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    This blog highlights effective ideas in the fight against poverty and exclusion, and analyzes the impact of development projects in Latin America and the Caribbean.
  • What you need to design an impact evaluation

    7
    May
    2015

    By

    Designing an impact evaluation that is rigorous, feasible and relevant can be a challenging but rewarding experience. Political, technical, and operational criteria that at first might seem incompatible must be reconciled and made to work in unison. The good news is that there is often a way around these seemingly competing criteria, and a growing number of high-quality impact evaluations are being carried out. The experiences gleaned from these evaluations have now been translated into tools that all of us can use to design better impact evaluations! The IDB’s Impact Evaluation Hub incorporates this state-of-the-art material, which you are invited to access as you work on your next impact evaluation.

    And here are three steps to get the process started:

    Step 1. Define the evaluation questions most relevant for your program. Impact evaluation questions typically take on the form of “what is the impact of an X on a Y?” In other words, what is the effect of your program or intervention (X) on your final outcomes of interest (Y)? To maintain policy relevance, impact evaluations should aim to fill specific knowledge gaps prioritized by the policy makers and development practitioners that design, execute, and fund programs. Identifying the most relevant questions is much easier when a program is based on a solid diagnostic of the development problem and understanding of existing evidence, and has a clear logical framework, including a well-defined target population and intended outcomes. The Impact Evaluation Checklist will help guide you through the evaluation process. And you can use the Design Template, the Concept Note Template to document the design as you make progress.

    Step 2. Identify the appropriate evaluation methodology and sample. Random assignment, considered the “gold standard” of evaluation methods, will typically be used for impact evaluations when feasible. However, there are other situations where based on operational and political conditions or data availability, a quasi-experimental methodology—such as Regression Discontinuity Design, Differences in Differences, or Matching— will be preferred. References on impact evaluation methods, including sector specific applications, can be found in the Design Section. If you are collecting your own data, you will also need a sampling framework and to determine your sample size. The number of observations in your sample will be driven by the effect size that you seek to capture through your impact evaluations (as a rule of thumb, smaller detectable effects require larger sample sizes). The Power Calculation Spreadsheet is a simple tool to help you figure out the right sample size.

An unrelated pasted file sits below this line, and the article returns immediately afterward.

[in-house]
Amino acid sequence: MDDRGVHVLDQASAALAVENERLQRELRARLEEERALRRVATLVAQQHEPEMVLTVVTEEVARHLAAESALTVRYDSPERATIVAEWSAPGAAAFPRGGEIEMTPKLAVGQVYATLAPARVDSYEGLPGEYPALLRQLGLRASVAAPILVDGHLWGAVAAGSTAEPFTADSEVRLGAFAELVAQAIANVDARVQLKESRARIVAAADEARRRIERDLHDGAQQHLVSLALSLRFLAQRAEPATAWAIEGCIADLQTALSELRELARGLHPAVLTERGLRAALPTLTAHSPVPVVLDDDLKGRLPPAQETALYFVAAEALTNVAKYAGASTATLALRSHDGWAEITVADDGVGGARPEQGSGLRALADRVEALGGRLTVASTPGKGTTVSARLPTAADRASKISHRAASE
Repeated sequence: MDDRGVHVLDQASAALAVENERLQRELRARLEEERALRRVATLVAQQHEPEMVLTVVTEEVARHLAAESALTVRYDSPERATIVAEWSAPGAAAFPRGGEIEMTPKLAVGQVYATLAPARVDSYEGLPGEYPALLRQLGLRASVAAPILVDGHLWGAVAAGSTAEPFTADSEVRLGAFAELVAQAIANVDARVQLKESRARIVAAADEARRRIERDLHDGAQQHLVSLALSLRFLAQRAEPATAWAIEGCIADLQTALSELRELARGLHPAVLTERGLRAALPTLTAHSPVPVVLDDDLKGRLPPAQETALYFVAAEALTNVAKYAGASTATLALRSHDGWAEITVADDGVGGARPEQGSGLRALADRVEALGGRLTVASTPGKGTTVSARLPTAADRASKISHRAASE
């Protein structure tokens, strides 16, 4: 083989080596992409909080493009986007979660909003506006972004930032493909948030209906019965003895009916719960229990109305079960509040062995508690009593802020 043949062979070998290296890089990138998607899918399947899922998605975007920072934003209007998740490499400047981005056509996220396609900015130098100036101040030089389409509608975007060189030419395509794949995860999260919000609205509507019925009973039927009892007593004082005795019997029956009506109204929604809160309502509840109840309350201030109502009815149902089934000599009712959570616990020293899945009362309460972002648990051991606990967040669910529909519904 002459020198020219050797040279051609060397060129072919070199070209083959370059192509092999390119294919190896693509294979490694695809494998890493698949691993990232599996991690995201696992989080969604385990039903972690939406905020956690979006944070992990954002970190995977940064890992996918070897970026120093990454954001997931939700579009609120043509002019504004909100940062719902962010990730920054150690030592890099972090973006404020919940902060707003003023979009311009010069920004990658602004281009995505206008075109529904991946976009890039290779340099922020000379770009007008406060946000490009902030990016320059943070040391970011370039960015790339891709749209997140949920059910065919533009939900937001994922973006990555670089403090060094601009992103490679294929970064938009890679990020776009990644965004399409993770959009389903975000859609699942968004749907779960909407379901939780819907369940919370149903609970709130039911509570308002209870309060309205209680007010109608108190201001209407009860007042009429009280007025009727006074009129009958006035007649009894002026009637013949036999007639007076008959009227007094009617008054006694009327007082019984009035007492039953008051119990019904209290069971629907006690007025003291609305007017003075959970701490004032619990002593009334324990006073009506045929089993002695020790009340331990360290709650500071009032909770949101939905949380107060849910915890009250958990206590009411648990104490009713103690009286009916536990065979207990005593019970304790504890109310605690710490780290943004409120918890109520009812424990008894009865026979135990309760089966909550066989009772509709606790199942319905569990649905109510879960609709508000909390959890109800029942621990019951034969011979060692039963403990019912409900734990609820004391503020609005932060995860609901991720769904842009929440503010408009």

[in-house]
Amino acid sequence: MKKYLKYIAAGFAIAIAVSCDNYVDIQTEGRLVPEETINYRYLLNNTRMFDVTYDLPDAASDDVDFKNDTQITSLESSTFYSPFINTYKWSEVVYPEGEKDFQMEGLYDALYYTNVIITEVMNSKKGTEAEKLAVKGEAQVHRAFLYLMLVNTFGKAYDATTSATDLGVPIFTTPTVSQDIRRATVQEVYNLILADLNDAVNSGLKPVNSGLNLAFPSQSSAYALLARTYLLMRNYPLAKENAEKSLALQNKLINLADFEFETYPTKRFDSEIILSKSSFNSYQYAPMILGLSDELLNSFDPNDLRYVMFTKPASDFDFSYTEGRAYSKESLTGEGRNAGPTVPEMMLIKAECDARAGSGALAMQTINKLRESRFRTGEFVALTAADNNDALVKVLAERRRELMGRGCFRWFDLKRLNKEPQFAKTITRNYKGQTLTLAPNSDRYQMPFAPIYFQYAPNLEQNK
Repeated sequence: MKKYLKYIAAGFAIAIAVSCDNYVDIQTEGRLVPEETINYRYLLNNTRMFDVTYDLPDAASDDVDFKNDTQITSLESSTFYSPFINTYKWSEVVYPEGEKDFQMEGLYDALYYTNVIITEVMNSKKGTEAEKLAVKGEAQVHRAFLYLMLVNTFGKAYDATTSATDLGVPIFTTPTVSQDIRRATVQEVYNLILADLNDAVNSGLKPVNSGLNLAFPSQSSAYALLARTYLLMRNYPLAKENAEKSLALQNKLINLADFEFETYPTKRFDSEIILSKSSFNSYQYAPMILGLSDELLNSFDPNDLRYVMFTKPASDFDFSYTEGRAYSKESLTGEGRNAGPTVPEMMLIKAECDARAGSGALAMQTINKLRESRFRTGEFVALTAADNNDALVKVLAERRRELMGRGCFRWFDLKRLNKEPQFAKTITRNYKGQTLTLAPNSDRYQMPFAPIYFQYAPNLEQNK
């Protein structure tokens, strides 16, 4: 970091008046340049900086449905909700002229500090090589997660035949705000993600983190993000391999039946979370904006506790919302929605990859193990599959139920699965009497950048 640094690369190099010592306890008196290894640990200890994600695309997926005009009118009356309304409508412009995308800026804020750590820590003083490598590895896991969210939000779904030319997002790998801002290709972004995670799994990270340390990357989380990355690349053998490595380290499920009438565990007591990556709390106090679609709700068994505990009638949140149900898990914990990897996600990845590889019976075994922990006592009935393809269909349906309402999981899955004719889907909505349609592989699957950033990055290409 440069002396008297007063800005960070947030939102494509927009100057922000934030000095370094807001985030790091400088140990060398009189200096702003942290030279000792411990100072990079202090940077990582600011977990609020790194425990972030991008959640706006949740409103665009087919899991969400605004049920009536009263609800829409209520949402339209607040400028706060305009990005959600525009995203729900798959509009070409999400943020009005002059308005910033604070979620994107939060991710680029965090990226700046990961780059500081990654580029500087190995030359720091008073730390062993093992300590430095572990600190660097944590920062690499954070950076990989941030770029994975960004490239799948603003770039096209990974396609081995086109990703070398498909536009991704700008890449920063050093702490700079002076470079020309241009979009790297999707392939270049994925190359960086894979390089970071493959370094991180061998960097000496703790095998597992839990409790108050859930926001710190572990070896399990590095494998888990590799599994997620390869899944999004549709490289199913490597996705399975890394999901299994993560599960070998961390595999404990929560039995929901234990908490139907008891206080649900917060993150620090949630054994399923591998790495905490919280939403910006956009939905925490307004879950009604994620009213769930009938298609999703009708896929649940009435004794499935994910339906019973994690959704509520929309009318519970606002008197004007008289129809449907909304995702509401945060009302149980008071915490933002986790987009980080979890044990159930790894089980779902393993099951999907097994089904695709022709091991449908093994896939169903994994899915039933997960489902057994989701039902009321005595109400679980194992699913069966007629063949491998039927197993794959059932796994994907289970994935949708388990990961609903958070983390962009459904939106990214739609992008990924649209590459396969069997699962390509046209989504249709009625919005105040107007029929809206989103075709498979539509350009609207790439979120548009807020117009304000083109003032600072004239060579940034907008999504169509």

Step 3. Draw up detailed plans for your impact evaluation’s implementation.  You should think of an impact evaluation as an “operation within an operation”.  The impact evaluation will need staff, budgets and planning to be implemented successfully and in close coordination with the program. Timing and coordination is crucial, since baseline data must be collected before the intervention starts, program monitoring is needed to know what happened where, and follow-up data and analysis may be needed at critical moments to feed policy decisions. The Impact Evaluation Hub has several planning tools for this purpose, including the Impact Evaluation Gantt Chart, Data Collection Gantt Chart, and a Budget Template.

    Bookmark the IDB’s Impact Evaluation Hub and we invite you to return frequently as you work on your own impact evaluation!

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